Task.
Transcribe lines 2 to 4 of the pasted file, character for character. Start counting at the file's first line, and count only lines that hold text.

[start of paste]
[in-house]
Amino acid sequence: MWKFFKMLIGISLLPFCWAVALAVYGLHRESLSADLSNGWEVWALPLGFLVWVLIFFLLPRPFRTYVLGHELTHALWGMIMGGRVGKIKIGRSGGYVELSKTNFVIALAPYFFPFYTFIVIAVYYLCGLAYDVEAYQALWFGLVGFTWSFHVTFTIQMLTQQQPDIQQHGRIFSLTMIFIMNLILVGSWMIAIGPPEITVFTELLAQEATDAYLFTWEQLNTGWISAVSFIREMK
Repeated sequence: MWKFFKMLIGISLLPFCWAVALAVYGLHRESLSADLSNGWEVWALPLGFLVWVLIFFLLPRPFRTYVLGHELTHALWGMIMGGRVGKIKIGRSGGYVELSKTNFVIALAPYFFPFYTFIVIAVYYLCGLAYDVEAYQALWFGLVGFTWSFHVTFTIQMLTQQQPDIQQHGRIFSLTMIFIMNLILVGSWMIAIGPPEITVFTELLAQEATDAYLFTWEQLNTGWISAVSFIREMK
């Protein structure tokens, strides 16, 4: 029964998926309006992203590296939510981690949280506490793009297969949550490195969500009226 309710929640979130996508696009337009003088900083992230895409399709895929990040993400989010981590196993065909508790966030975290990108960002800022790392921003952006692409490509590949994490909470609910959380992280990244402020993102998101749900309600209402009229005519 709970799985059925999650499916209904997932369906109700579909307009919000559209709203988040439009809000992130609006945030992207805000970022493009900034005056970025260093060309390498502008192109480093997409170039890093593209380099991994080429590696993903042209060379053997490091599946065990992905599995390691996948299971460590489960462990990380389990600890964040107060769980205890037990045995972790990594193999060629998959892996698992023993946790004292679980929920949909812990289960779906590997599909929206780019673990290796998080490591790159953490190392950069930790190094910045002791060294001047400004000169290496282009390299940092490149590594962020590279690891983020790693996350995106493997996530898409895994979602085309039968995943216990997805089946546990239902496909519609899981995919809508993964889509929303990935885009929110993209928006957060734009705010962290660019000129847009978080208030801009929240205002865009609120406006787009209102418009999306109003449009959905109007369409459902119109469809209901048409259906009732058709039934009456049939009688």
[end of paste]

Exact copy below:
Amino acid sequence: MWKFFKMLIGISLLPFCWAVALAVYGLHRESLSADLSNGWEVWALPLGFLVWVLIFFLLPRPFRTYVLGHELTHALWGMIMGGRVGKIKIGRSGGYVELSKTNFVIALAPYFFPFYTFIVIAVYYLCGLAYDVEAYQALWFGLVGFTWSFHVTFTIQMLTQQQPDIQQHGRIFSLTMIFIMNLILVGSWMIAIGPPEITVFTELLAQEATDAYLFTWEQLNTGWISAVSFIREMK
Repeated sequence: MWKFFKMLIGISLLPFCWAVALAVYGLHRESLSADLSNGWEVWALPLGFLVWVLIFFLLPRPFRTYVLGHELTHALWGMIMGGRVGKIKIGRSGGYVELSKTNFVIALAPYFFPFYTFIVIAVYYLCGLAYDVEAYQALWFGLVGFTWSFHVTFTIQMLTQQQPDIQQHGRIFSLTMIFIMNLILVGSWMIAIGPPEITVFTELLAQEATDAYLFTWEQLNTGWISAVSFIREMK
């Protein structure tokens, strides 16, 4: 029964998926309006992203590296939510981690949280506490793009297969949550490195969500009226 309710929640979130996508696009337009003088900083992230895409399709895929990040993400989010981590196993065909508790966030975290990108960002800022790392921003952006692409490509590949994490909470609910959380992280990244402020993102998101749900309600209402009229005519 709970799985059925999650499916209904997932369906109700579909307009919000559209709203988040439009809000992130609006945030992207805000970022493009900034005056970025260093060309390498502008192109480093997409170039890093593209380099991994080429590696993903042209060379053997490091599946065990992905599995390691996948299971460590489960462990990380389990600890964040107060769980205890037990045995972790990594193999060629998959892996698992023993946790004292679980929920949909812990289960779906590997599909929206780019673990290796998080490591790159953490190392950069930790190094910045002791060294001047400004000169290496282009390299940092490149590594962020590279690891983020790693996350995106493997996530898409895994979602085309039968995943216990997805089946546990239902496909519609899981995919809508993964889509929303990935885009929110993209928006957060734009705010962290660019000129847009978080208030801009929240205002865009609120406006787009209102418009999306109003449009959905109007369409459902119109469809209901048409259906009732058709039934009456049939009688």